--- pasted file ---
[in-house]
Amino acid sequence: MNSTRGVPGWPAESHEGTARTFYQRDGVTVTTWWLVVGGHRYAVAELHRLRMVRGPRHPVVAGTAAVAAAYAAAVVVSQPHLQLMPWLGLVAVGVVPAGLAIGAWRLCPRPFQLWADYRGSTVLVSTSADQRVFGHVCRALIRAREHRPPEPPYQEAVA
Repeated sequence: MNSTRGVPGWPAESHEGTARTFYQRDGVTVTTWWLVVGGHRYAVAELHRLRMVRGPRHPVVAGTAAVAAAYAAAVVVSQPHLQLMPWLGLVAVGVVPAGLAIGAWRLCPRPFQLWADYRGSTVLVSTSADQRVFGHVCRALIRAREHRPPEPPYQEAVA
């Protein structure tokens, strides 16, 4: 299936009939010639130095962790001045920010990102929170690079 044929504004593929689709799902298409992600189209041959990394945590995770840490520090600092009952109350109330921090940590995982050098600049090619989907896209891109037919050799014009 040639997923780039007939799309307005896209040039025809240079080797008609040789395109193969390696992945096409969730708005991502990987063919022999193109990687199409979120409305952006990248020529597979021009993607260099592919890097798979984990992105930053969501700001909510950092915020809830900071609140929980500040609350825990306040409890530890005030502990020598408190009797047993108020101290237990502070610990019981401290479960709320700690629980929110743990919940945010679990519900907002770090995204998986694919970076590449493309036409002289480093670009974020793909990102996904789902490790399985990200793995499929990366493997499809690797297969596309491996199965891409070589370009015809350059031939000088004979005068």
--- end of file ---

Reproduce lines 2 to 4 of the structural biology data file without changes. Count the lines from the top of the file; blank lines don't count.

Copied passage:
Amino acid sequence: MNSTRGVPGWPAESHEGTARTFYQRDGVTVTTWWLVVGGHRYAVAELHRLRMVRGPRHPVVAGTAAVAAAYAAAVVVSQPHLQLMPWLGLVAVGVVPAGLAIGAWRLCPRPFQLWADYRGSTVLVSTSADQRVFGHVCRALIRAREHRPPEPPYQEAVA
Repeated sequence: MNSTRGVPGWPAESHEGTARTFYQRDGVTVTTWWLVVGGHRYAVAELHRLRMVRGPRHPVVAGTAAVAAAYAAAVVVSQPHLQLMPWLGLVAVGVVPAGLAIGAWRLCPRPFQLWADYRGSTVLVSTSADQRVFGHVCRALIRAREHRPPEPPYQEAVA
């Protein structure tokens, strides 16, 4: 299936009939010639130095962790001045920010990102929170690079 044929504004593929689709799902298409992600189209041959990394945590995770840490520090600092009952109350109330921090940590995982050098600049090619989907896209891109037919050799014009 040639997923780039007939799309307005896209040039025809240079080797008609040789395109193969390696992945096409969730708005991502990987063919022999193109990687199409979120409305952006990248020529597979021009993607260099592919890097798979984990992105930053969501700001909510950092915020809830900071609140929980500040609350825990306040409890530890005030502990020598408190009797047993108020101290237990502070610990019981401290479960709320700690629980929110743990919940945010679990519900907002770090995204998986694919970076590449493309036409002289480093670009974020793909990102996904789902490790399985990200793995499929990366493997499809690797297969596309491996199965891409070589370009015809350059031939000088004979005068």